This jagged building is the Musée des Confluences, built on a man-made peninsula in Lyon, France, at the point where the Rhône and Saône rivers converge. “The ground water is very high,” says Wolf Prix, principal architect of Austrian firm COOP HIMMELB(L)AU. “We had to drill about 500 piles into solid ground so it would be safe to build on.”
Earth experienced its hottest year on record in 2014, according to the National Climatic Data Center in the US, with extreme weather hitting indiscriminately — from an Arctic winter in Chicago to a year-round drought in Los Angeles. The problem? Rising temperatures caused by global warming mean the atmosphere holds more vapour, resulting in more rain.
YouTube is home to many beauty vloggers, but Michelle Phan is undoubtedly its queen. More than seven million subscribers tune in to the 27-year-old’s video makeup tutorials, which have been viewed over one billion times. And, in the process, Phan has turned her face — and the things she puts on it — into a multi-million-dollar brand.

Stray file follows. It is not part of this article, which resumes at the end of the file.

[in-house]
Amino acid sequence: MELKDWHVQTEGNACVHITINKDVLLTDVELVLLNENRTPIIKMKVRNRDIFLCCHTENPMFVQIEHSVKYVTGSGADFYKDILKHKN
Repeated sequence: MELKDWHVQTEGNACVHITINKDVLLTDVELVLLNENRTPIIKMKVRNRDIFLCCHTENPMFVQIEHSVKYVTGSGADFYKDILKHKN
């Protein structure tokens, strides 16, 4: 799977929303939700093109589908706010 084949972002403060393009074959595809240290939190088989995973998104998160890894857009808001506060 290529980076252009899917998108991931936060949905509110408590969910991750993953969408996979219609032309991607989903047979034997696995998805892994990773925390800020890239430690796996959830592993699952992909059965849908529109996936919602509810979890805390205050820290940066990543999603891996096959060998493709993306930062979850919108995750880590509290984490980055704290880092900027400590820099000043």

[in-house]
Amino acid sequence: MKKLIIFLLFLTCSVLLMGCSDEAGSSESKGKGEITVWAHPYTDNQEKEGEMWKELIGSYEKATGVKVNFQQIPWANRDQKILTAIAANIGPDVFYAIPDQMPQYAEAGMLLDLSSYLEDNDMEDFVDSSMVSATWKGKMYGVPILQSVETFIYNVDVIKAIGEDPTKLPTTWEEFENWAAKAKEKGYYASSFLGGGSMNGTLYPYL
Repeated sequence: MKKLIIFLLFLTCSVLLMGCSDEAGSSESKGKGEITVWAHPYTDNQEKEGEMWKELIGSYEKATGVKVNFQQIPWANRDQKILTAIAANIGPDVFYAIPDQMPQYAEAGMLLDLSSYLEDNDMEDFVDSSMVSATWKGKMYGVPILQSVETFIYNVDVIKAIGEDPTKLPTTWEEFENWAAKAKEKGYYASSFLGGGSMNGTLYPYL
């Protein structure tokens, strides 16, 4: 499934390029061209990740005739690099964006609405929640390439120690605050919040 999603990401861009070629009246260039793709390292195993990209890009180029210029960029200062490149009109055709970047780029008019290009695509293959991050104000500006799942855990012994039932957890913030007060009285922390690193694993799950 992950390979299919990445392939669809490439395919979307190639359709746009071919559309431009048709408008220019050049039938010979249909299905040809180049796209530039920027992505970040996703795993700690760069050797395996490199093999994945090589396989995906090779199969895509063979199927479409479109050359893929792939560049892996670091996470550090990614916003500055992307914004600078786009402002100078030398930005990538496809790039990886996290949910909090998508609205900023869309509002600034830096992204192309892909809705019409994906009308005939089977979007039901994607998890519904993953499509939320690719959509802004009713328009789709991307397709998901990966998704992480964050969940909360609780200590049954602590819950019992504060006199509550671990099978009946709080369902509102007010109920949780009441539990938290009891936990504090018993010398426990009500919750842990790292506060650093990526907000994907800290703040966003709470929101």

The Philharmonie concert hall in Paris opened in January — even though it was unfinished. In the days before its debut, Marshall Day, the company leading the hall’s acoustic design, couldn’t gain access because the gunmen responsible for the Charlie Hebdo attacks had fled to the surrounding area. But rather than suspend the opening, the tragedy created an act of solidarity.
Rather like a contemporary Doctor Frankenstein, Peter Holden makes disembodied limbs dance on his command. The Leipzig-based British artist attaches body parts to a mechanical frame and programs their movements using a computer, to turn his sculptures into animations.
This is the Urban Observatory, an interactive exhibit bursting with geographic data pulled from more than 60 cities around the world, from Abu Dhabi to Yakima, and translated into a common language and scale. Its aim: to help improve the design of future cities.